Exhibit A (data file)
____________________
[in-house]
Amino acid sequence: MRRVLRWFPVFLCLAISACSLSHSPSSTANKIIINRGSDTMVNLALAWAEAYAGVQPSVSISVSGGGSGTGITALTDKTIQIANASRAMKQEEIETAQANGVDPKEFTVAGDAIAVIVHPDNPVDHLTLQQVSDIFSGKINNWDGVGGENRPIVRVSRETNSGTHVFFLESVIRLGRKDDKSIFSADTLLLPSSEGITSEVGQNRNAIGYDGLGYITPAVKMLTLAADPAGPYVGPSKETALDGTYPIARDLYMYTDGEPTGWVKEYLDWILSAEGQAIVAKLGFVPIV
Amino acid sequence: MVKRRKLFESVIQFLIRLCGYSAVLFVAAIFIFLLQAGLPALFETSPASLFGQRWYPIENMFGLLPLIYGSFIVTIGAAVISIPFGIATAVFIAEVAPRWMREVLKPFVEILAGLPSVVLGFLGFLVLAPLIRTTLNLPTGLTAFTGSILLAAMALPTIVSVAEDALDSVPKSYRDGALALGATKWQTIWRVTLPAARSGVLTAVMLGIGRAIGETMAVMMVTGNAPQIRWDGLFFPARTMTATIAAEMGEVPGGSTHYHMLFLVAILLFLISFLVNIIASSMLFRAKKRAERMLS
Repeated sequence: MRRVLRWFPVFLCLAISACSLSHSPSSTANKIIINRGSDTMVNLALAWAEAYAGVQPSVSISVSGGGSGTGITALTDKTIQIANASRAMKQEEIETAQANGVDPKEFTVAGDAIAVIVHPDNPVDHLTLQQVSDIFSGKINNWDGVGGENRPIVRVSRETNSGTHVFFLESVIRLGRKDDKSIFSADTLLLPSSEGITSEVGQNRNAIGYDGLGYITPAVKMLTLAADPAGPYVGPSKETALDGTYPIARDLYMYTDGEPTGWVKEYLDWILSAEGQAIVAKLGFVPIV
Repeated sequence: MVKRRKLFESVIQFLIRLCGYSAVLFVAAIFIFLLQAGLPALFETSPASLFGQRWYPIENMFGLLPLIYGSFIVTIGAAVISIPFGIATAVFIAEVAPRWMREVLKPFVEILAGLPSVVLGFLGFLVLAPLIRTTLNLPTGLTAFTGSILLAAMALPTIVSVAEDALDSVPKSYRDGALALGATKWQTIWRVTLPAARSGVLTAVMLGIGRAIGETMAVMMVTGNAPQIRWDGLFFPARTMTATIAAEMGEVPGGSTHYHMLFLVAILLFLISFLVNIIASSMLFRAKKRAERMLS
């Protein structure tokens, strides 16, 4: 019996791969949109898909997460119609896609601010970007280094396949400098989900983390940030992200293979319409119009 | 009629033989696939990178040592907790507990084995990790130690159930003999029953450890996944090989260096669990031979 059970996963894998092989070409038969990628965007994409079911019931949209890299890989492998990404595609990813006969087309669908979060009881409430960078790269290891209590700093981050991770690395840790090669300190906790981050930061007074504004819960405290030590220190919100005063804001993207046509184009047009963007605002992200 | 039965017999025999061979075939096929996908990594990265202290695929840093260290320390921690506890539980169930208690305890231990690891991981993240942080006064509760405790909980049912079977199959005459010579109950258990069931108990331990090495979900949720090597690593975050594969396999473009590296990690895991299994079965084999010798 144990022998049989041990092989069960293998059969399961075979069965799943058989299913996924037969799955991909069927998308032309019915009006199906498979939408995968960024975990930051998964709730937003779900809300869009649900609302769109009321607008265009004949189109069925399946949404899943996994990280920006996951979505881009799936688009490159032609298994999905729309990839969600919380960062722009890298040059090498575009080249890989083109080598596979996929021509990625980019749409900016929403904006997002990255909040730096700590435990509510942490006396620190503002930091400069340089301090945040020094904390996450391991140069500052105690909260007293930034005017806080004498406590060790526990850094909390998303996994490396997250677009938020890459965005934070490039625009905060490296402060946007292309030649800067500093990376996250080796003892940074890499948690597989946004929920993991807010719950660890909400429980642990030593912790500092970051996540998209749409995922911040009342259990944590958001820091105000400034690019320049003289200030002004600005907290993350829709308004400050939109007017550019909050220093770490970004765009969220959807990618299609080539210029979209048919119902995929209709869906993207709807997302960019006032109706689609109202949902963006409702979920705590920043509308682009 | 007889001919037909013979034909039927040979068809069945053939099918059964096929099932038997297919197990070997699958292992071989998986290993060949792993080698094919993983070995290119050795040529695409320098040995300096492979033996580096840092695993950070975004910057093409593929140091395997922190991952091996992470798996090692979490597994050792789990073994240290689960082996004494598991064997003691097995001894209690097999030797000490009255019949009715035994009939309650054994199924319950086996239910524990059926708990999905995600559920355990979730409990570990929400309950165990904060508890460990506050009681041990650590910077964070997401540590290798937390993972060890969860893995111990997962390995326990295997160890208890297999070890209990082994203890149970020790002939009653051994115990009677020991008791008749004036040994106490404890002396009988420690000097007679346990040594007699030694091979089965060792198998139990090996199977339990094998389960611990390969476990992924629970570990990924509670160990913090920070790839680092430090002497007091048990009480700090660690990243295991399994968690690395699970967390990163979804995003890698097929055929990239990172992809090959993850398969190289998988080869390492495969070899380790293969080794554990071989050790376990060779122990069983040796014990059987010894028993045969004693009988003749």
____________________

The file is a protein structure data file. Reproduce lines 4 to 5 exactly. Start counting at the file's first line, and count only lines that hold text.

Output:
Repeated sequence: MRRVLRWFPVFLCLAISACSLSHSPSSTANKIIINRGSDTMVNLALAWAEAYAGVQPSVSISVSGGGSGTGITALTDKTIQIANASRAMKQEEIETAQANGVDPKEFTVAGDAIAVIVHPDNPVDHLTLQQVSDIFSGKINNWDGVGGENRPIVRVSRETNSGTHVFFLESVIRLGRKDDKSIFSADTLLLPSSEGITSEVGQNRNAIGYDGLGYITPAVKMLTLAADPAGPYVGPSKETALDGTYPIARDLYMYTDGEPTGWVKEYLDWILSAEGQAIVAKLGFVPIV
Repeated sequence: MVKRRKLFESVIQFLIRLCGYSAVLFVAAIFIFLLQAGLPALFETSPASLFGQRWYPIENMFGLLPLIYGSFIVTIGAAVISIPFGIATAVFIAEVAPRWMREVLKPFVEILAGLPSVVLGFLGFLVLAPLIRTTLNLPTGLTAFTGSILLAAMALPTIVSVAEDALDSVPKSYRDGALALGATKWQTIWRVTLPAARSGVLTAVMLGIGRAIGETMAVMMVTGNAPQIRWDGLFFPARTMTATIAAEMGEVPGGSTHYHMLFLVAILLFLISFLVNIIASSMLFRAKKRAERMLS